Bouncing Back for Professional Success

Most of us think of resilience in the context of serious life challenges, such as the death of a loved one, loss of a job, or catastrophic medical diagnosis.

However, sometimes everyday stresses such as big projects, or demanding 

academic or professional requirements can cause us to feel overwhelmed or discouraged. Even if no significant life-altering event is involved, we occasionally need strategies to “bounce-back in order just to get things done.

What are some tips that can help you recover during stressful times?

  1. Lean on your support network: If certain people in your circle are not supportive of your efforts, look elsewhere. Find another relative, friend, or co-worker who can help you stay positive, and give you a little boost when things aren’t going well. We all need a confidante who can reassure us that things will be okay!
  2. Keep things in perspective: You may not have given the best presentation of your life, but there will be many more future opportunities for you to impress your boss. Once you identify an area of need, seek professional support to hone your skills. With a little coaching, you public speaking skills will improve, and your confidence will get a leg up as well. 
  3. Trust your gut: When you have encountered a set-back, it is easy to doubt your instincts and ability to solve problems. However, you got where you are because of your unique talents, and they will serve you well again, once you get over this little bump in the road
  4. Re-frame your thinking: Negative thoughts are not helpful. I had a client who was writing a college essay about his experience in an international competition. He originally wrote, “Although I only got Honorable Mention....”  Following a brief discussion of what an honor it was to get any recognition, I was able to get him to edit his sentence to: “I was proud to receive an Honorable Mention acknowledgment....”  Changing his attitude about his award increased his confidence, and shaped the way he described it to others.
  5. Take care of yourself: This may sound trite, but when you are feeling down, it is important to do whatever you can to stay healthy, both physically and mentally. Be sure to eat nutritious foods, grant yourself a little “me-time,” to do what you enjoy, and ensure that you get adequate rest. It is hard to “get back on your feet,” when you are not taking care of yourself.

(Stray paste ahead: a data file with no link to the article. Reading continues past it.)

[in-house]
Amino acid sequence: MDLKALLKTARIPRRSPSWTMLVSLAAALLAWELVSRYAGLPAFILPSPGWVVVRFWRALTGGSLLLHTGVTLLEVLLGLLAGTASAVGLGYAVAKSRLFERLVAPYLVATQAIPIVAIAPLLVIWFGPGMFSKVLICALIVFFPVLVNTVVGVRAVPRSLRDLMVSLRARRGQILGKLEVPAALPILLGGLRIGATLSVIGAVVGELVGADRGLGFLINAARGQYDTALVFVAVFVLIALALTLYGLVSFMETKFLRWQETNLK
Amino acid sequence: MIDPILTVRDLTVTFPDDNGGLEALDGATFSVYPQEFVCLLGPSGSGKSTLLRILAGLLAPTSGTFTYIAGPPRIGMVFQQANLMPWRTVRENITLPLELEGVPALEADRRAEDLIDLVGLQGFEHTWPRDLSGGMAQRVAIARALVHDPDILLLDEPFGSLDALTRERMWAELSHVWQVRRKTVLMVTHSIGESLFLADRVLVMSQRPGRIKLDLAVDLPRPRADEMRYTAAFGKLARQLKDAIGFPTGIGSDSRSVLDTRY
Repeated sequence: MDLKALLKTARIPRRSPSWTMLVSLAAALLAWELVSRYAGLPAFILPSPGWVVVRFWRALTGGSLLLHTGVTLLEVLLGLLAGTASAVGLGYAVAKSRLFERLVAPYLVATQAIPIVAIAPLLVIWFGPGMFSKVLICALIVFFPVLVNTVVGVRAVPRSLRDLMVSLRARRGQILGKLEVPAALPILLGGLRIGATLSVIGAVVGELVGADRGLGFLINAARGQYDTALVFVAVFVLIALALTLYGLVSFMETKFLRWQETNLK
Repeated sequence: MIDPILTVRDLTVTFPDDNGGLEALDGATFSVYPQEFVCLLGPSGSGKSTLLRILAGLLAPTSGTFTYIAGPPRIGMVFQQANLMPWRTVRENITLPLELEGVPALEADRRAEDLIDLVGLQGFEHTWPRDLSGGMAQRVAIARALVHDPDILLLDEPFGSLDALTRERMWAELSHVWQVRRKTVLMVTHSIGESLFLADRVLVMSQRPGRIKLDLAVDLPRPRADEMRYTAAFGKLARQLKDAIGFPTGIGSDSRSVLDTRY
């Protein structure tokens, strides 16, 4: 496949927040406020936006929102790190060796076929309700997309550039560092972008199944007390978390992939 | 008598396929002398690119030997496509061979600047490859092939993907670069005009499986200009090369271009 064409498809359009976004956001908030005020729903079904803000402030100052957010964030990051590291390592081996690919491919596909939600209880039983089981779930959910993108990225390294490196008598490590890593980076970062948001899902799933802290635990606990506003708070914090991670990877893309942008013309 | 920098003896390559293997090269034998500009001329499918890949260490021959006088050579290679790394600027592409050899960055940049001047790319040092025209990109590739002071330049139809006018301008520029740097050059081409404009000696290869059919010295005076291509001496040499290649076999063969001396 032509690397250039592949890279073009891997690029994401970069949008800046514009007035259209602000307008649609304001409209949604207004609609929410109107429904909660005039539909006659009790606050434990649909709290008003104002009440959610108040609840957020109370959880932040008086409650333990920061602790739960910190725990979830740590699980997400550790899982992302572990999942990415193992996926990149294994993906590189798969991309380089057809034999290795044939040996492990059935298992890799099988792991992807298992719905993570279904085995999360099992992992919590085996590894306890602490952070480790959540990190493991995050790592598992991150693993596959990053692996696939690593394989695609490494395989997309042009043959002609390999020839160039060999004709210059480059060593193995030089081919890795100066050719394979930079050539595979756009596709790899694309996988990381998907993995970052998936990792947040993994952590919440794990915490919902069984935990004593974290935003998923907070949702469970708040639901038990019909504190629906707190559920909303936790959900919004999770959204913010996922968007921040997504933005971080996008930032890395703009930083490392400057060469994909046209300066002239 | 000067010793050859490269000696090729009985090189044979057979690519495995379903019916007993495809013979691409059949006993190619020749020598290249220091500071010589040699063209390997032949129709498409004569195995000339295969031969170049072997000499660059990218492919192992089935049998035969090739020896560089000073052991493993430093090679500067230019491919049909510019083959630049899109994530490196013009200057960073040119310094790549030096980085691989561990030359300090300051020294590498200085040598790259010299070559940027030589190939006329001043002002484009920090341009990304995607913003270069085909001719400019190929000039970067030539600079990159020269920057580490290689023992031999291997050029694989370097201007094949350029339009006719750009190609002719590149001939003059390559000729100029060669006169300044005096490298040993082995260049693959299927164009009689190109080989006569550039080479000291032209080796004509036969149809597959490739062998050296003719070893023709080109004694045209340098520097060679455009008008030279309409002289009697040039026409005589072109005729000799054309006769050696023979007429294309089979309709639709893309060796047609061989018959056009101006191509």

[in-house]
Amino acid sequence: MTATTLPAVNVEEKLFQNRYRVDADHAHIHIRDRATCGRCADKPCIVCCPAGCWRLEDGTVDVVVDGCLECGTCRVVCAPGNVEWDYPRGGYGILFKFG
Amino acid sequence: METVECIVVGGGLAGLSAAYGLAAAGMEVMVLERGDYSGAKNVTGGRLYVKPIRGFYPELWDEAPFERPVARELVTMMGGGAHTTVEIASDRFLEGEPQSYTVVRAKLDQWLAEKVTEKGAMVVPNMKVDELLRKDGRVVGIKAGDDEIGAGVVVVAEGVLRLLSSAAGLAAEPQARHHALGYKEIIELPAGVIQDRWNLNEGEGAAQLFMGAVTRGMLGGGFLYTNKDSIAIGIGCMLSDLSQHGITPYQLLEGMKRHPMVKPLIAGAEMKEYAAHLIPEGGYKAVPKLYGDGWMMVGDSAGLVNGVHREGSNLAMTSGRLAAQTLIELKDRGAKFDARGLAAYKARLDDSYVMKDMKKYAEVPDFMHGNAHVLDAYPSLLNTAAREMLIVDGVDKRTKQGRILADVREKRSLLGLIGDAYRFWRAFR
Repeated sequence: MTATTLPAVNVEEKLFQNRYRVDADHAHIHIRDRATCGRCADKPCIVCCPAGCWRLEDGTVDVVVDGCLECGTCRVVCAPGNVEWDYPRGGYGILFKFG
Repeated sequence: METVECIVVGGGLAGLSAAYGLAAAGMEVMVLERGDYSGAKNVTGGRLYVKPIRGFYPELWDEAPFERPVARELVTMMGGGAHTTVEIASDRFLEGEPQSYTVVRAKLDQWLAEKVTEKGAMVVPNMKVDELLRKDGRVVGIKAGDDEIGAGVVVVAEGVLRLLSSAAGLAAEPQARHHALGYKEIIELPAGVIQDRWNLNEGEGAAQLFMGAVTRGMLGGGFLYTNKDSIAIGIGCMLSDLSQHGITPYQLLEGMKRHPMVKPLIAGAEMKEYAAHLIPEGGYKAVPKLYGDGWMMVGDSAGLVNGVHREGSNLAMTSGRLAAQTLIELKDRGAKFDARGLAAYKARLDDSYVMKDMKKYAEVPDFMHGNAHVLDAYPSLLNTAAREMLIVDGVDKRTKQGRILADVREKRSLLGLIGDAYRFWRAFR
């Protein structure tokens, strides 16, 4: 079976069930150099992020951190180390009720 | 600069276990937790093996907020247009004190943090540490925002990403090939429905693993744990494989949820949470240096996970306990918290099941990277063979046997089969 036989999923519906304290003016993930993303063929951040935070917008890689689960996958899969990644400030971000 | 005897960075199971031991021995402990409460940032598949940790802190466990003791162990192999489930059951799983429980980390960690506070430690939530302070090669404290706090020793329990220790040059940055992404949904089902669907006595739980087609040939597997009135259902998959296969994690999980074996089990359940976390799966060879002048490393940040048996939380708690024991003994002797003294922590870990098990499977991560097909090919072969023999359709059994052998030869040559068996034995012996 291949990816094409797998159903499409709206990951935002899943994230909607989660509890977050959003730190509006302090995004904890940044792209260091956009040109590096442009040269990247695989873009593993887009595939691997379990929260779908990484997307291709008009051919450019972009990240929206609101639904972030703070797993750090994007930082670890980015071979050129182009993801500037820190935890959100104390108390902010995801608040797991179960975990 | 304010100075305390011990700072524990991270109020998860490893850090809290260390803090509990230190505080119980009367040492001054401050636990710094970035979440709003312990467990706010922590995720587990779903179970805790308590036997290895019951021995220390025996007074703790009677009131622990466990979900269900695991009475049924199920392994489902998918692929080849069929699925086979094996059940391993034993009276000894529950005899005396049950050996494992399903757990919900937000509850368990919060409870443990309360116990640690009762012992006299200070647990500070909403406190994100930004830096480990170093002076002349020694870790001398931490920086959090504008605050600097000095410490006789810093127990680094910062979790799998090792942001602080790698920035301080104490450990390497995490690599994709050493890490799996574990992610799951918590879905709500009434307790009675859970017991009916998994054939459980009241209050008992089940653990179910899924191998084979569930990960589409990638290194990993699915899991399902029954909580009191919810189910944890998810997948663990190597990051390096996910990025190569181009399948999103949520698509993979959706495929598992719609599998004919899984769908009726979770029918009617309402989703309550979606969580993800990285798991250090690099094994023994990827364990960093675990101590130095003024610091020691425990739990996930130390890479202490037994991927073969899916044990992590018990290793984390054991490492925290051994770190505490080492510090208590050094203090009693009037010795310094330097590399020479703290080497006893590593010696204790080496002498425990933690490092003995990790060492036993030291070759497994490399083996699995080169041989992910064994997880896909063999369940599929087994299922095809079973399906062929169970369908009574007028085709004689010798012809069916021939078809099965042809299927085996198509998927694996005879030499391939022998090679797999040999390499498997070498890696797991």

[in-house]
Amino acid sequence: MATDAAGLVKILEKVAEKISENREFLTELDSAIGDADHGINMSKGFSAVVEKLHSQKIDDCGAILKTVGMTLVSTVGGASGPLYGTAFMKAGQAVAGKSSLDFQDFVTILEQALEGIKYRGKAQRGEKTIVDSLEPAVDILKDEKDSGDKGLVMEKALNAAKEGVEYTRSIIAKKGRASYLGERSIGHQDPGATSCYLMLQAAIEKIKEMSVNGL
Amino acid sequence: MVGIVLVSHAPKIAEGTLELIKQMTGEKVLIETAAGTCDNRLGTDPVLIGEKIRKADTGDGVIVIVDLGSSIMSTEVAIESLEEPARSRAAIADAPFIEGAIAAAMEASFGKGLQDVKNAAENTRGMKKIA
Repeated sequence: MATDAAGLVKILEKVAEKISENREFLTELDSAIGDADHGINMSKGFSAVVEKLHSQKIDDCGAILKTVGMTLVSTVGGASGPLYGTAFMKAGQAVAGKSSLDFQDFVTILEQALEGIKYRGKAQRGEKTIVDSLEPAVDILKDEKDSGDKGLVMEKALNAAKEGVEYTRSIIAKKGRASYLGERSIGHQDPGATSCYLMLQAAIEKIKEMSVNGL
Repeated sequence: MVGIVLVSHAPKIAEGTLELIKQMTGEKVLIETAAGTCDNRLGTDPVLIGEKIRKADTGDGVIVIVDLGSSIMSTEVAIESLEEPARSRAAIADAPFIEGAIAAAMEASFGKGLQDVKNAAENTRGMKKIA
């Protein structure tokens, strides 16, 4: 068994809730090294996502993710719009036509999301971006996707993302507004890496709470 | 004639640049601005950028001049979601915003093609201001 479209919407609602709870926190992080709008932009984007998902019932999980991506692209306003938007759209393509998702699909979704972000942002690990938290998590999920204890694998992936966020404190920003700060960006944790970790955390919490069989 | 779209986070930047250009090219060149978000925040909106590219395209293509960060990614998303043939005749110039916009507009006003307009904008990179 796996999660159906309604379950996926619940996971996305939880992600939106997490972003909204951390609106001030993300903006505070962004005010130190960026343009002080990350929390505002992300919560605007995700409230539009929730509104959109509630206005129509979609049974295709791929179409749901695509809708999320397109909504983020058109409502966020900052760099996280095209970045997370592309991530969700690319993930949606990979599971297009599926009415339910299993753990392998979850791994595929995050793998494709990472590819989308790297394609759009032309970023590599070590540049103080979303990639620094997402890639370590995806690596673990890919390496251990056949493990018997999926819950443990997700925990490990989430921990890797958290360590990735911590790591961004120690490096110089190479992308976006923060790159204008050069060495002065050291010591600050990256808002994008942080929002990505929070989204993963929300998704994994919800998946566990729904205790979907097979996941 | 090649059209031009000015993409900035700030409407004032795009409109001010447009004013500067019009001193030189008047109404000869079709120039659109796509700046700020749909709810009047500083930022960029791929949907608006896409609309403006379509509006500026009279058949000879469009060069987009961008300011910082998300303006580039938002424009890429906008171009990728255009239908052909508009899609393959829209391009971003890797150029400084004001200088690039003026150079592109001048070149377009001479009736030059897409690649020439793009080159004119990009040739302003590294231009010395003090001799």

As they say, Life Happens!  Learning how to keep a positive outlook will help you move on quickly and successfullly from whatever challenges come your way.

If you need help with professional writing, public speaking, or speech and communication challenges, contact us at:  We can help remove some of the roadblocks in your way.

Let my people speak!

Let my people speak!

How to engage team members in meetings


Business meetings can run the gamut from a group of dynamic, engaged participants to a sullen, disengaged assembly of humans. 

If your organization has more of the latter, what can you do to get your workforce checked back in?

Things can go south even if someone is clearly in charge, the agenda has been disseminated ahead of time, specific time parameters have been set, and other key meeting facilitation techniques have been utilized. 

There may be understandable reasons for team members to be on the bench such as:

  1. Having nothing relevant to add to the discussion.
  2. Not being up to speed on the topic of conversation.
  3. Lacking familiarity with the organization or department.
  4. Being shy and/or uncomfortable speaking up in group settings.
  5. Having cultural beliefs, traditions or customs that inhibit them from speaking unless called upon, or confronting authority figures with a dissenting opinion.

There may also be undesirable reasons for team members to sit on the sidelines such as: 

  1. Feeling hurt because they have not received an engraved invitation to talk. 
  2. Being bored, disengaged, or disinterested in the discussion.  
  3. Acting self-conscious about their accent or other communication issues.
  4. Lacking confidence, and/or worried that their input will be ignored or discredited. 

What can be done to bring these employees back into the fold?

Solicit input directly